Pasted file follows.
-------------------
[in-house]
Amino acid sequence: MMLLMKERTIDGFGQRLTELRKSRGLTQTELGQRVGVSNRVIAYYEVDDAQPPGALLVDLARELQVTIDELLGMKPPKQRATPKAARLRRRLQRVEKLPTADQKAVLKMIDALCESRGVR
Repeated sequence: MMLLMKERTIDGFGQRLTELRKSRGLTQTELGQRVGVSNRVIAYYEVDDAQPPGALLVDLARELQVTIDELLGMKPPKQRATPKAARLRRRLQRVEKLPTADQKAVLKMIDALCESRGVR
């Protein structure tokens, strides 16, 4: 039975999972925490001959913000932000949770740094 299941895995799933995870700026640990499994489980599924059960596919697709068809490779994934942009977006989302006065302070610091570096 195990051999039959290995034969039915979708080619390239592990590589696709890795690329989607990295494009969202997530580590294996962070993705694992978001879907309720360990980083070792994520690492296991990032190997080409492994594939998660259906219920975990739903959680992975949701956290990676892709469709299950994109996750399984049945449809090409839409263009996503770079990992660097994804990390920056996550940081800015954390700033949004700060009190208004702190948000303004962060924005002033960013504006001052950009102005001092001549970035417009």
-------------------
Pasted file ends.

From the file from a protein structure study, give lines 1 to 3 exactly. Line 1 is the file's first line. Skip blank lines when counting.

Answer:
[in-house]
Amino acid sequence: MMLLMKERTIDGFGQRLTELRKSRGLTQTELGQRVGVSNRVIAYYEVDDAQPPGALLVDLARELQVTIDELLGMKPPKQRATPKAARLRRRLQRVEKLPTADQKAVLKMIDALCESRGVR
Repeated sequence: MMLLMKERTIDGFGQRLTELRKSRGLTQTELGQRVGVSNRVIAYYEVDDAQPPGALLVDLARELQVTIDELLGMKPPKQRATPKAARLRRRLQRVEKLPTADQKAVLKMIDALCESRGVR